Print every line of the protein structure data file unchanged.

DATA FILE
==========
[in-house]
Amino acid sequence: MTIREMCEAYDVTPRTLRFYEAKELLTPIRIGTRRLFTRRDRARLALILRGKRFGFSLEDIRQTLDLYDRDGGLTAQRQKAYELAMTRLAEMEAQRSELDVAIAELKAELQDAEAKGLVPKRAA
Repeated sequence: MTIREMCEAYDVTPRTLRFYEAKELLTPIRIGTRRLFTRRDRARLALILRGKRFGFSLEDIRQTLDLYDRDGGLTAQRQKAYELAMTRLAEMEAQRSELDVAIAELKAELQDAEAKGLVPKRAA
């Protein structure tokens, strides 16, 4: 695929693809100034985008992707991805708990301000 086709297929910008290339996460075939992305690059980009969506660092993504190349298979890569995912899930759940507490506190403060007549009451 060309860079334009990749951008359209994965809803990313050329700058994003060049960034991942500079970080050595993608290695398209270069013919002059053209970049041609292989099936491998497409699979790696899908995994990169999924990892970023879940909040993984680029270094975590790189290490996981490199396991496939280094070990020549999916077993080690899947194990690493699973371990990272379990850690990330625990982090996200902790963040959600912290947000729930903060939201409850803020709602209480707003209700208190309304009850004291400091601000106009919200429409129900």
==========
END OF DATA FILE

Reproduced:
[in-house]
Amino acid sequence: MTIREMCEAYDVTPRTLRFYEAKELLTPIRIGTRRLFTRRDRARLALILRGKRFGFSLEDIRQTLDLYDRDGGLTAQRQKAYELAMTRLAEMEAQRSELDVAIAELKAELQDAEAKGLVPKRAA
Repeated sequence: MTIREMCEAYDVTPRTLRFYEAKELLTPIRIGTRRLFTRRDRARLALILRGKRFGFSLEDIRQTLDLYDRDGGLTAQRQKAYELAMTRLAEMEAQRSELDVAIAELKAELQDAEAKGLVPKRAA
């Protein structure tokens, strides 16, 4: 695929693809100034985008992707991805708990301000 086709297929910008290339996460075939992305690059980009969506660092993504190349298979890569995912899930759940507490506190403060007549009451 060309860079334009990749951008359209994965809803990313050329700058994003060049960034991942500079970080050595993608290695398209270069013919002059053209970049041609292989099936491998497409699979790696899908995994990169999924990892970023879940909040993984680029270094975590790189290490996981490199396991496939280094070990020549999916077993080690899947194990690493699973371990990272379990850690990330625990982090996200902790963040959600912290947000729930903060939201409850803020709602209480707003209700208190309304009850004291400091601000106009919200429409129900």